# When is the log-normal distribution appropriate?

Iv'e read the Wikipedia entry about the log-normal distribution, as well as a few other sources online, and still do not understand what sort of natural processes are expected to produce a log-normal distribution.

I understand how this distribution arises in processes with many independent factors whose effect is multiplicative, but not which processes are expected to behave in this way.

Both the Wikipedia entry and this review supply several examples of log-normally distributed phenomena, but the only one (aside from the multiplicative Galton board) for which I understand why the effect is multiplicative, is the distribution of bacteria colony sizes - The colonies double in number at each successive division, and the log of the colony size, the number of divisions, should be normally distributed.

Question:

Could anyone explain why the many examples of log-normally distributed data are multiplicative in nature, and more generally, how one comes to suspect , a-priori, such multiplicative phenomena as opposed to additive?

• I wouldn't over-emphasise any process or mechanistic rationale. The lognormal can be a plausible candidate distribution for heterogeneous mixtures regardless of how they were produced. Ditto for positive but right skewed distributions. Also, a distribution doesn't have to fit closely to be worth taking seriously, just more convincing than leading alternatives. May 7, 2019 at 14:18
• The leading question across much of statistical sciences is modelling a response in terms of selected predictors. The marginal distribution of the response can be messy if the predictors are; conversely, toy schemes that show how particular distributions can arise are often highly idealised. May 7, 2019 at 14:21
• NIST Handbook:"The lognormal distribution is used extensively in reliability applications to model failure times. The lognormal and Weibull distributions are probably the most commonly used distributions in reliability applications." Also google. // Many applications refer to empirical 'fitting' rather then theoretical derivations. // Often used to model numbers of earthquakes at various magnitude; sparse left tail may be due simply to lack of detection. May 7, 2019 at 17:05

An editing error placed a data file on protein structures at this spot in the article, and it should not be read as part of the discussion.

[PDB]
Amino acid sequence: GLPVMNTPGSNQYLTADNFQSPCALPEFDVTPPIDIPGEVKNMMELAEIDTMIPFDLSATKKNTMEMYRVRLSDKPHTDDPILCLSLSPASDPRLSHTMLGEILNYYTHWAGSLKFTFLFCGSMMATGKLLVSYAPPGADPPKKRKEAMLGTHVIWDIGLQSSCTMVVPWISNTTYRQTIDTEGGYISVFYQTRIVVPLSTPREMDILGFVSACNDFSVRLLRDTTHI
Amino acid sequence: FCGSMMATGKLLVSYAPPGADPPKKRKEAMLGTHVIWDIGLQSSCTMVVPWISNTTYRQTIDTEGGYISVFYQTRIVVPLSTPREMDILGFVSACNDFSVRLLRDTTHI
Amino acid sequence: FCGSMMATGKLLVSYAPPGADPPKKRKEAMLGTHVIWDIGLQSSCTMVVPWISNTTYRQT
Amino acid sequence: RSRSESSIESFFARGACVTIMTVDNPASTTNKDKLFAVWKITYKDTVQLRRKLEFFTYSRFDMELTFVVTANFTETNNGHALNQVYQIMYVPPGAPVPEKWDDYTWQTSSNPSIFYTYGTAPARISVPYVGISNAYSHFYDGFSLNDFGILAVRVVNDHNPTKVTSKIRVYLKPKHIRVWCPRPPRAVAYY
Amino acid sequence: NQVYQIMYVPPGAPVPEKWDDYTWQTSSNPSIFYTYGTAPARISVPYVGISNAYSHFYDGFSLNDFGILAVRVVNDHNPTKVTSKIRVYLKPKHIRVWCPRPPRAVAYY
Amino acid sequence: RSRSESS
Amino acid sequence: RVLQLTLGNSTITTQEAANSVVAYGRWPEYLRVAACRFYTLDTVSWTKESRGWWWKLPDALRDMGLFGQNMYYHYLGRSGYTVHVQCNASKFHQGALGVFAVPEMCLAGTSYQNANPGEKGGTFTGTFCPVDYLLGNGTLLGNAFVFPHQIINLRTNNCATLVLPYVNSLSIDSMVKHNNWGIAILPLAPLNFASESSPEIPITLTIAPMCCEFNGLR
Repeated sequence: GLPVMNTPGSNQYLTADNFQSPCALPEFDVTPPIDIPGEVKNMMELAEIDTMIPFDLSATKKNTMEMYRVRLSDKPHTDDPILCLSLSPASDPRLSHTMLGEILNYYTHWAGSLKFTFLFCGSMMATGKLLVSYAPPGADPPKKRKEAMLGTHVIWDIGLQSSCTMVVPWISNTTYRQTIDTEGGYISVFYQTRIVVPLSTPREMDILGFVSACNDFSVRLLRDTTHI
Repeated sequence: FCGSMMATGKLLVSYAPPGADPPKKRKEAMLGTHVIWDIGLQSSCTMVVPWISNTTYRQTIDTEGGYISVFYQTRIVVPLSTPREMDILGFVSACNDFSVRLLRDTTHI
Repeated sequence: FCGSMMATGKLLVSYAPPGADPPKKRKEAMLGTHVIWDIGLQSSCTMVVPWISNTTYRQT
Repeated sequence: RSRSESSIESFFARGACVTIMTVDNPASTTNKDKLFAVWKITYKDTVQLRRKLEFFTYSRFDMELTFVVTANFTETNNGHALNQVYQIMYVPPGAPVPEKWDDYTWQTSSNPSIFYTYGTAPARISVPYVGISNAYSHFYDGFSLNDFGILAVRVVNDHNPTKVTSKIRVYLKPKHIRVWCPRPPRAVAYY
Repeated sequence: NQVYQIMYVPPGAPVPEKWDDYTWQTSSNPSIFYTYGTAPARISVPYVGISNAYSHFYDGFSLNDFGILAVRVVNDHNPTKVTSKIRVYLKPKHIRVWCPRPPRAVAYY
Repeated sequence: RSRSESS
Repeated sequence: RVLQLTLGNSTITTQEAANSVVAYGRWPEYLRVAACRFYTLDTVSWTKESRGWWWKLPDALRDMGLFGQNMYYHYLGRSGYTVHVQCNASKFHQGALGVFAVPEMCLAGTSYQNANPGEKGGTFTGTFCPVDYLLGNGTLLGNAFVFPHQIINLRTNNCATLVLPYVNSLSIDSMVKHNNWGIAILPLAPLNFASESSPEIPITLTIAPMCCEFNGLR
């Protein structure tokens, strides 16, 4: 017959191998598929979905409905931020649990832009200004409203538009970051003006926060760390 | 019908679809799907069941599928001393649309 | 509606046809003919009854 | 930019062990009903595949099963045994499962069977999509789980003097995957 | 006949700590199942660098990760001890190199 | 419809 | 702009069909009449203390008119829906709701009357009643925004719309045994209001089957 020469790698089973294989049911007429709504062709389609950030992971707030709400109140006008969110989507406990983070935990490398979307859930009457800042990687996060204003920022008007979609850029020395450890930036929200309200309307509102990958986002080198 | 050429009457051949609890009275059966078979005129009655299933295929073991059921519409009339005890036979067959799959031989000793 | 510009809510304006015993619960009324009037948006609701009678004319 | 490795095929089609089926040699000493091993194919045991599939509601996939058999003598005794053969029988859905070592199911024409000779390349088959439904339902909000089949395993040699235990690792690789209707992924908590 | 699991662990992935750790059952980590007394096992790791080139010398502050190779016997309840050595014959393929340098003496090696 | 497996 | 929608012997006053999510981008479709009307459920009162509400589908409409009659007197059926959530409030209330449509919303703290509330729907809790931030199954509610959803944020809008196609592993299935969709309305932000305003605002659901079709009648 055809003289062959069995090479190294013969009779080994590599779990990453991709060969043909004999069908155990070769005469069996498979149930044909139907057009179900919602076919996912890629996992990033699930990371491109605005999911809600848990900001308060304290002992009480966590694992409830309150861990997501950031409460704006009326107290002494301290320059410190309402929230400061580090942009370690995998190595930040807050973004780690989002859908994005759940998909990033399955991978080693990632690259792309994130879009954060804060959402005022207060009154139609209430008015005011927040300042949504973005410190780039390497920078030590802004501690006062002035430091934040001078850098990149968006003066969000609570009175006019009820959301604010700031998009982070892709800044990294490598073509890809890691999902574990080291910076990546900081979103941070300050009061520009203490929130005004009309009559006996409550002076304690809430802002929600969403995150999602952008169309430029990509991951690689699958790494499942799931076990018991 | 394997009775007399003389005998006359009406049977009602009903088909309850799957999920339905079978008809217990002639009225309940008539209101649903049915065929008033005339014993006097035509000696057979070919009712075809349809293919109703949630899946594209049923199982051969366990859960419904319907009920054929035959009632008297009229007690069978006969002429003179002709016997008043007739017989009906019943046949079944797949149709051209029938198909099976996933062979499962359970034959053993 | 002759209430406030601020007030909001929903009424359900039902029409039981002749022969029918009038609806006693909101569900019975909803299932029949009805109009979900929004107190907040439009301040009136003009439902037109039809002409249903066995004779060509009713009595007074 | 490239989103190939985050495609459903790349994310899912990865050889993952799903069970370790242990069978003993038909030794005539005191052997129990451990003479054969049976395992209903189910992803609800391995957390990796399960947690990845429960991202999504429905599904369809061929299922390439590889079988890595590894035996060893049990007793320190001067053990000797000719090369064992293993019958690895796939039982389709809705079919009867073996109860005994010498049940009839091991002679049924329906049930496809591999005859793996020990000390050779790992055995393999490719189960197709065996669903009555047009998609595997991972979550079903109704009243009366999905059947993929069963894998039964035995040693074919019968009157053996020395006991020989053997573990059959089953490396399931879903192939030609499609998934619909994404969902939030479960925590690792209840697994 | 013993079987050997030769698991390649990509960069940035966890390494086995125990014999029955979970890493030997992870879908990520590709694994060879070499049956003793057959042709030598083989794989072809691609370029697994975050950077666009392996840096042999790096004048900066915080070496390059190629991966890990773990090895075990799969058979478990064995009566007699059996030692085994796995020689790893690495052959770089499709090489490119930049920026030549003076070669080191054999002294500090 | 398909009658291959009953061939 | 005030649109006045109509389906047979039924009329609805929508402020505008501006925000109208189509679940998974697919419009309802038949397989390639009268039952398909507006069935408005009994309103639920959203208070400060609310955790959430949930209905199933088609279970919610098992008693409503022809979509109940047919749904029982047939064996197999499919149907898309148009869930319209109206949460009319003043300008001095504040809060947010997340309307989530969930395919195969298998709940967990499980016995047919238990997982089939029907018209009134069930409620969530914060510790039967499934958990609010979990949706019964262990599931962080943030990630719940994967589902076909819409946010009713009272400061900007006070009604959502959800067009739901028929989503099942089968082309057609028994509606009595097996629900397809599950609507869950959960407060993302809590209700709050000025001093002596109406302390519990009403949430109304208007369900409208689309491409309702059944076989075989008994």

• @NickCox: I agree that process considerations shouldn't be over-emphasized. But conversely, they can be under-emphasized. There is always a temptation to just fit lots of distributions and go with the one that fits best. I prefer having at least some kind of argument why a particular distribution makes sense. May 8, 2019 at 8:23
• A paper answering the question and a similar Q with answer: stats.stackexchange.com/questions/204578/… May 8, 2019 at 9:47

I can give one example where one might suspect multiplicative effects, leading to a lognormal distribution.

Retailers like supermarkets have to forecast their demand (Fildes et al, 2018). Demand is influenced by many factors, like seasonality (intra-weekly and intra-yearly), calendar events, promotions and prices.

A promotion on ice cream will have a much higher additive uplift in summer than in winter. The effect will also be higher on Saturday than on Wednesday (Saturdays are usually much higher selling days than Wednesdays, at least in Europe and the US).

This motivates multiplicative models. Yes, sales are usually count data, so a continuous distribution is not really appropriate, but especially on aggregate data, the approximation is often good enough.

And as a matter of fact, sales forecasting in retail often does use models on logged data. A random example would be autoregressive distributed lags (ADL) models as, e.g., in Huang, Fildes & Soopramanien (2014): (Sorry for just posting a screenshot, but this is for illustration only, anyway.)

• This kind of thinking has been used for modeling alcohol consumption (I first learned about that under the final exam of my first probability course). Here is a ncbi paper criticizing that empirically, and concluding that Gamma distributions work better. May 8, 2019 at 10:01